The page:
Make CFraming work with WeldConstraints

As a Roblox developer, it is currently too hard to hard to CFrame WeldConstrainted parts. When you CFrame a part that’s connected to other parts with WeldConstraints, everything goes with it, so you have to disable those WeldConstraints and enable them back after. Well, the issue with that is with lag or lots of movement, it’ll get shifted over from where it was originally.

If Roblox is able to address this issue, it would improve my development experience because I wouldn’t have to go through all of the trouble of switching to Position and Orientation, which doesn’t have that behavior I believe.

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Could you elaborate on your use case? Why do you need to CFrame a part in this way?

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I have a door and a trapdoor in my game, and I use CFrame because it works even if it’s rotated.

If your concern is CFrame moving parts that are welded, then you can use Position and Orientation instead:

-->> this moves the entire assembly
local cf =
Part.CFrame = cf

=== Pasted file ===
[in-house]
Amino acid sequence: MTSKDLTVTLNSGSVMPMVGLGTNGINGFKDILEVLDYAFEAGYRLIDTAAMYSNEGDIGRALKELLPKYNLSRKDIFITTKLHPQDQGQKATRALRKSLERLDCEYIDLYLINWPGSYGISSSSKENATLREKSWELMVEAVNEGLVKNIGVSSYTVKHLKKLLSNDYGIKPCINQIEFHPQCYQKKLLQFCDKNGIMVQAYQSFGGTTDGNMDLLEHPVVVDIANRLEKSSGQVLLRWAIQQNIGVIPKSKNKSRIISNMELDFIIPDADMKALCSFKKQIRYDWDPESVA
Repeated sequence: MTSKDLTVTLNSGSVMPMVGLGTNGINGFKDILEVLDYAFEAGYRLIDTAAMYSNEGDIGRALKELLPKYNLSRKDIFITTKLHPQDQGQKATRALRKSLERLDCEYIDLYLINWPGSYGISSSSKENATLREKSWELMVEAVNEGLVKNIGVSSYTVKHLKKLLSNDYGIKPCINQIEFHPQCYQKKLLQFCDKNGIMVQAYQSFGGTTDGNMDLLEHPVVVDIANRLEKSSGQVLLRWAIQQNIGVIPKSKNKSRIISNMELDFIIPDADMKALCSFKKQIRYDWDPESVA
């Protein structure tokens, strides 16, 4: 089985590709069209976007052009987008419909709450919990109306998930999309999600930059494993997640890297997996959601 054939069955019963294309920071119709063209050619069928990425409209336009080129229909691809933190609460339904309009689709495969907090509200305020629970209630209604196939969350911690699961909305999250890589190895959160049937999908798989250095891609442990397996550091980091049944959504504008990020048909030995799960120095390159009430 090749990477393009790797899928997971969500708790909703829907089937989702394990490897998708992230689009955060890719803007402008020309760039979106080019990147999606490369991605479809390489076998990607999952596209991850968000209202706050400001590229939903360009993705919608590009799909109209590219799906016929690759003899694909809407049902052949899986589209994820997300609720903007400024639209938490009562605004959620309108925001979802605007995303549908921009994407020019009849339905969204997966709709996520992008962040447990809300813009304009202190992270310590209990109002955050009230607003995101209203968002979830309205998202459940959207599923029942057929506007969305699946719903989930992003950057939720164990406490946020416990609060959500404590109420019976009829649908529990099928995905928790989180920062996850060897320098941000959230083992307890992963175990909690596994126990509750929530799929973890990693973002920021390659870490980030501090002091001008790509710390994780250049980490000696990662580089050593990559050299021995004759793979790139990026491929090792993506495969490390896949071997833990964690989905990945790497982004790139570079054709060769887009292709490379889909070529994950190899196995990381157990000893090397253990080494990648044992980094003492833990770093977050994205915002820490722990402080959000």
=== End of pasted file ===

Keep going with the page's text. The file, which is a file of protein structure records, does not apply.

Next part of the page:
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CFraming Parts in Studio or in game?
In Studio why not just use the Move tool? Or change the Position and Orientation in the Part Properties?
In game moving Anchored Parts with CFraming is how Tweening works. If the trap door doesn’t move around (like an Anchored structure) then move it with a Tween.
If you are moving a trap door on a vehicle that isn’t Anchored then just use a HingeConstraint for the door.

Is that not intentional?

I avoid using WeldConstraint because of weird quirks like this one. I always use Weld instead so I can edit the C0 and C1 properties.

So, just use Weld. It’s a rigid joint, but the only issue is editing them. Motor6D has added functionality to be able to drag it around in studio without it breaking, so you might be able to use that type of weld.

Part.Orientation = cf.Rotation doesn’t work.

My bad, I thought CFrame.Rotation returned the CFrame’s orientation as a Vector3.

To get the orientation, you can do:

local cf =
local x, y, z = CFrame:ToEulerAnglesXYZ()
Part.Orientation =

On a side note, CFrame’s behavior on welded assemblies is to move the assembly with it. The method of transforming a welded part in an assembly is the method that should be used when you don’t want the entire assembly to move with it.

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